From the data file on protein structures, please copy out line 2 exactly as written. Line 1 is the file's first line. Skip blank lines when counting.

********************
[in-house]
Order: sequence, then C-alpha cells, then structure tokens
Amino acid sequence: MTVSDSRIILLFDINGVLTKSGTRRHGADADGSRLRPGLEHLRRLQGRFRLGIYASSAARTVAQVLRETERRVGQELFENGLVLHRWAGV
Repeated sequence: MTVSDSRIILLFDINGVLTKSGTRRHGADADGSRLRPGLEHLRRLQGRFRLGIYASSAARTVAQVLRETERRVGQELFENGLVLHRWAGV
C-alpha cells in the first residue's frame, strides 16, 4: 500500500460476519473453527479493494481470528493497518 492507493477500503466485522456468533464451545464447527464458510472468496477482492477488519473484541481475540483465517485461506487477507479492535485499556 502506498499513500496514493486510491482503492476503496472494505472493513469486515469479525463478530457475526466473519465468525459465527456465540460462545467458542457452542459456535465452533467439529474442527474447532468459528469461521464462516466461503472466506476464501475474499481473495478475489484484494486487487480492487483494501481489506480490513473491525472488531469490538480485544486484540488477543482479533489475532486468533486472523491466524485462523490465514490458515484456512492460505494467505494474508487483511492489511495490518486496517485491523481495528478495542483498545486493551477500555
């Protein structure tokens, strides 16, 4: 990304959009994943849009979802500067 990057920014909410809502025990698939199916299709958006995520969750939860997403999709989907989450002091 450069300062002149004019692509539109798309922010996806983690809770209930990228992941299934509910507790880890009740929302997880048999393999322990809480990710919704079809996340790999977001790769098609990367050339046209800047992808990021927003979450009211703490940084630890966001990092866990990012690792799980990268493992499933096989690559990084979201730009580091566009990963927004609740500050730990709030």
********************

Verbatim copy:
Order: sequence, then C-alpha cells, then structure tokens